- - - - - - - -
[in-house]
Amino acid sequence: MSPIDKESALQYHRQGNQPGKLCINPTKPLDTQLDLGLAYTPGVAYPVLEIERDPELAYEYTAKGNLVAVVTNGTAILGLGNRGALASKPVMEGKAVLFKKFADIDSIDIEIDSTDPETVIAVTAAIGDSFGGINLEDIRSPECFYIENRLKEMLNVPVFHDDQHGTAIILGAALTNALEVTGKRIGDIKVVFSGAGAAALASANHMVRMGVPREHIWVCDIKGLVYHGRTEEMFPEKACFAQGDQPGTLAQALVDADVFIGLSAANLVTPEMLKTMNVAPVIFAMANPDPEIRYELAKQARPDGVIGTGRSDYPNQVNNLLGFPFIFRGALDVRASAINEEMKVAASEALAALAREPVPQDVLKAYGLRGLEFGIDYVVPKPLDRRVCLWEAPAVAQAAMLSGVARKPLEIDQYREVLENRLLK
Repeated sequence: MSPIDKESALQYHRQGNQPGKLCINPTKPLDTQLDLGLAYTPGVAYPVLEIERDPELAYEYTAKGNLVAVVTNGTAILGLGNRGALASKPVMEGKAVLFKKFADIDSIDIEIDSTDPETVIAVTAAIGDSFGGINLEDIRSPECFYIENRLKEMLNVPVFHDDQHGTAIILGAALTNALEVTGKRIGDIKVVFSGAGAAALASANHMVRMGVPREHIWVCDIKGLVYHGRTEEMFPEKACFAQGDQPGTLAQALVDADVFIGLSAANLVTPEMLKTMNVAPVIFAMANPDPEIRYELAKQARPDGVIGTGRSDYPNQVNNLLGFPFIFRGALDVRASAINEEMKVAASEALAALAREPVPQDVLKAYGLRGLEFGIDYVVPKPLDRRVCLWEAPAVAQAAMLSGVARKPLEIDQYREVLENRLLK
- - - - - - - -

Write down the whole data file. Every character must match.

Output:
[in-house]
Amino acid sequence: MSPIDKESALQYHRQGNQPGKLCINPTKPLDTQLDLGLAYTPGVAYPVLEIERDPELAYEYTAKGNLVAVVTNGTAILGLGNRGALASKPVMEGKAVLFKKFADIDSIDIEIDSTDPETVIAVTAAIGDSFGGINLEDIRSPECFYIENRLKEMLNVPVFHDDQHGTAIILGAALTNALEVTGKRIGDIKVVFSGAGAAALASANHMVRMGVPREHIWVCDIKGLVYHGRTEEMFPEKACFAQGDQPGTLAQALVDADVFIGLSAANLVTPEMLKTMNVAPVIFAMANPDPEIRYELAKQARPDGVIGTGRSDYPNQVNNLLGFPFIFRGALDVRASAINEEMKVAASEALAALAREPVPQDVLKAYGLRGLEFGIDYVVPKPLDRRVCLWEAPAVAQAAMLSGVARKPLEIDQYREVLENRLLK
Repeated sequence: MSPIDKESALQYHRQGNQPGKLCINPTKPLDTQLDLGLAYTPGVAYPVLEIERDPELAYEYTAKGNLVAVVTNGTAILGLGNRGALASKPVMEGKAVLFKKFADIDSIDIEIDSTDPETVIAVTAAIGDSFGGINLEDIRSPECFYIENRLKEMLNVPVFHDDQHGTAIILGAALTNALEVTGKRIGDIKVVFSGAGAAALASANHMVRMGVPREHIWVCDIKGLVYHGRTEEMFPEKACFAQGDQPGTLAQALVDADVFIGLSAANLVTPEMLKTMNVAPVIFAMANPDPEIRYELAKQARPDGVIGTGRSDYPNQVNNLLGFPFIFRGALDVRASAINEEMKVAASEALAALAREPVPQDVLKAYGLRGLEFGIDYVVPKPLDRRVCLWEAPAVAQAAMLSGVARKPLEIDQYREVLENRLLK